ERR reporter Igor Taro, who is in Ukraine, said the recent offensive in southeast Ukraine, near the town of Mariupol, was used to show Ukrainians the power of Russian military might and force them to the negotiation table.
Taro said Russian President Vladimir Putin's aim is not peace itself, but to force Ukraine to accept his view of the future of eastern Ukraine.
“If Ukraine accepts the format of negotiations offered by the Kremlin it means admitting that the nation currently does not have enough military might to continue to stand against Russian aggression,” said Taro, adding that this might mean Ukrainian government forces could have to hand over control of areas currently under their control, such as Mariupol in the Donets Basin.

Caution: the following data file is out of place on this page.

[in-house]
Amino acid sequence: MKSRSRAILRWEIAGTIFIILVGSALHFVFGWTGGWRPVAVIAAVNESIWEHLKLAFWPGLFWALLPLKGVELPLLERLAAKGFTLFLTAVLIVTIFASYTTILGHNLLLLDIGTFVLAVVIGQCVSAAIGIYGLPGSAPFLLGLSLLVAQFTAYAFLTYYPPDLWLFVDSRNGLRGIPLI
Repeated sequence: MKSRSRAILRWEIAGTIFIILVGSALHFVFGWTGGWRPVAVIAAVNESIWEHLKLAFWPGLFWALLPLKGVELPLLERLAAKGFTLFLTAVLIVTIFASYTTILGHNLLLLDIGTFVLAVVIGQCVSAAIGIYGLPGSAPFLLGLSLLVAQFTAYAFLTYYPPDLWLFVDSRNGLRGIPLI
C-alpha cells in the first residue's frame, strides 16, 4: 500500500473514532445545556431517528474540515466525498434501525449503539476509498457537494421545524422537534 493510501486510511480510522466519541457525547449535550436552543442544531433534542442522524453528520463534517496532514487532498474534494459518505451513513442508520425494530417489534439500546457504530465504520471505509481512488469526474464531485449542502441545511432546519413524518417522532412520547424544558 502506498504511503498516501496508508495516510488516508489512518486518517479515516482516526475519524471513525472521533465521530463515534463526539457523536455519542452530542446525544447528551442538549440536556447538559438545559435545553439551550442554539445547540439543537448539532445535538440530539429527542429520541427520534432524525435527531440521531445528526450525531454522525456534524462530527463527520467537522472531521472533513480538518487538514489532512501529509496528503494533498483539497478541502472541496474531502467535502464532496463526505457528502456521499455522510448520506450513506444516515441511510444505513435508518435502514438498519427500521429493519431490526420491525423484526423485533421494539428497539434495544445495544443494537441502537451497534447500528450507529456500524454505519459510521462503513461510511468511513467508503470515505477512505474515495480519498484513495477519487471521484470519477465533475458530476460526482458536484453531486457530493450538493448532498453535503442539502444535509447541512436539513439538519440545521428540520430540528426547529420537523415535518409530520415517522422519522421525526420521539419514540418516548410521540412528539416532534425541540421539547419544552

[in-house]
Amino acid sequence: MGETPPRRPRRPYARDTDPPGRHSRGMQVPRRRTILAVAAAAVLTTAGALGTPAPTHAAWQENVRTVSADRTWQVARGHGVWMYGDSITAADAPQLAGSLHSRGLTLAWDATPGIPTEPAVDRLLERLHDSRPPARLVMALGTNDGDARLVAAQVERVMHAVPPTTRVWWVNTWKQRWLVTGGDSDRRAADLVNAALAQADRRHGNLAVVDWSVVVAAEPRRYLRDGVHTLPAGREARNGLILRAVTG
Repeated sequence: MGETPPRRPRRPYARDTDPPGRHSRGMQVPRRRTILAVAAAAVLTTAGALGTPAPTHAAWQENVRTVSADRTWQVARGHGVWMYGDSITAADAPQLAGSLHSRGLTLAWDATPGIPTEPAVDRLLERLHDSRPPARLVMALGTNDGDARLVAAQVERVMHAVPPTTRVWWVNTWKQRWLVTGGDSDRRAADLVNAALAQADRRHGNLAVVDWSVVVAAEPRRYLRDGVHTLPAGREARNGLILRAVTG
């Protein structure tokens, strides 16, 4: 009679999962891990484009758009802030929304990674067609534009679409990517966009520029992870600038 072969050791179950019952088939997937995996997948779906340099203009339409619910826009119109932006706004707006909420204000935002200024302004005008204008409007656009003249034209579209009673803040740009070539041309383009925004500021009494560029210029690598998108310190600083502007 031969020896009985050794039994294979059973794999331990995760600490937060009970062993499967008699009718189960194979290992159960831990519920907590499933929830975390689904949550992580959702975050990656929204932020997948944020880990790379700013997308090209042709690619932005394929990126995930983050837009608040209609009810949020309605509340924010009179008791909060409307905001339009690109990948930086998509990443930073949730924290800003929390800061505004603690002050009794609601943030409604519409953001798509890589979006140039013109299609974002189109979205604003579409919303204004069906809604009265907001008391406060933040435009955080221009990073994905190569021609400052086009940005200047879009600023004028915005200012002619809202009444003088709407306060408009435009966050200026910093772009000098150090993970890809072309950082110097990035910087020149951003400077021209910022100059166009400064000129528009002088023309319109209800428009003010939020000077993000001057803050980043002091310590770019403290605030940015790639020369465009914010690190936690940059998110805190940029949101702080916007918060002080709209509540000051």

He said US President Barack Obama's speech in Tallinn was followed closely by the media in Ukraine. “It definitely received coverage here. Many points, including Obama's words that sending Russian tanks across the border will not help bring peace. It has been emphasized here that he sees Russia at work here, although Russia itself has distanced itself at every possibility, saying it is not a side in the conflict,” Taro said.
Ahead of the NATO Summit in Wales that began today, NATO Secretary General Anders Fogh Rasmussen said he does not believe Russia is interested in a ceasefire, saying they want to continue destabilizing the situation in eastern Ukraine, and that NATO will continue to pressure Russia to pull its military forces from border areas and stop supporting armed separatists in Ukraine.
Rasmussen said increasing defense expenditures will be a hot topic in Wales, as security can no longer be taken for granted.